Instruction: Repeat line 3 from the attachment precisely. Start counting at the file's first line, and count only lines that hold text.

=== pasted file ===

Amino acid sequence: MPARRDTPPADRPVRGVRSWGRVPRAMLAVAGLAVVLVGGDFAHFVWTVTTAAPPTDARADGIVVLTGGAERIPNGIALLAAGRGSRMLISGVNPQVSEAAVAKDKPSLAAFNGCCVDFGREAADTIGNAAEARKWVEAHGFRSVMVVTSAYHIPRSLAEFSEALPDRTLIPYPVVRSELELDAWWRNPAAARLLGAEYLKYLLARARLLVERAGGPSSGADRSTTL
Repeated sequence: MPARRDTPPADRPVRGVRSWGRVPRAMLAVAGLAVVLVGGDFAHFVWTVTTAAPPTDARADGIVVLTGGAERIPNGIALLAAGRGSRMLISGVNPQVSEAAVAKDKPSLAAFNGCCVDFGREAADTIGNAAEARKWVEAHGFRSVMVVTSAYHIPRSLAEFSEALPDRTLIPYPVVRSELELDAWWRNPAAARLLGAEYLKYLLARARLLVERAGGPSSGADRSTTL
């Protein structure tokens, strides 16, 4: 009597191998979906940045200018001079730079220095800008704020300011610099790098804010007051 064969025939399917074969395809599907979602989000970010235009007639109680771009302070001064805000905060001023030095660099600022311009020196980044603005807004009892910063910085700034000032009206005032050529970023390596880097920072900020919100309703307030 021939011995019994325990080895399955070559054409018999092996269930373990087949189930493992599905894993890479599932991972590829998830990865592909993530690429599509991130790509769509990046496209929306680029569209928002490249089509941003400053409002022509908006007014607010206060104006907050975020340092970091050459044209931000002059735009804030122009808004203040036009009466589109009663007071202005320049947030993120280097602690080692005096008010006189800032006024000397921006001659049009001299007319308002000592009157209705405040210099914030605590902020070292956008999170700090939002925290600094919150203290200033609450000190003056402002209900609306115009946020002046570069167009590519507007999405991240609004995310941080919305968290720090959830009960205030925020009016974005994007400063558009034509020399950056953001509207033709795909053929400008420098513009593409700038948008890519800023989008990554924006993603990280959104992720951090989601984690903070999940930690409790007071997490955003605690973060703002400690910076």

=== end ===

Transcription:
């Protein structure tokens, strides 16, 4: 009597191998979906940045200018001079730079220095800008704020300011610099790098804010007051 064969025939399917074969395809599907979602989000970010235009007639109680771009302070001064805000905060001023030095660099600022311009020196980044603005807004009892910063910085700034000032009206005032050529970023390596880097920072900020919100309703307030 021939011995019994325990080895399955070559054409018999092996269930373990087949189930493992599905894993890479599932991972590829998830990865592909993530690429599509991130790509769509990046496209929306680029569209928002490249089509941003400053409002022509908006007014607010206060104006907050975020340092970091050459044209931000002059735009804030122009808004203040036009009466589109009663007071202005320049947030993120280097602690080692005096008010006189800032006024000397921006001659049009001299007319308002000592009157209705405040210099914030605590902020070292956008999170700090939002925290600094919150203290200033609450000190003056402002209900609306115009946020002046570069167009590519507007999405991240609004995310941080919305968290720090959830009960205030925020009016974005994007400063558009034509020399950056953001509207033709795909053929400008420098513009593409700038948008890519800023989008990554924006993603990280959104992720951090989601984690903070999940930690409790007071997490955003605690973060703002400690910076």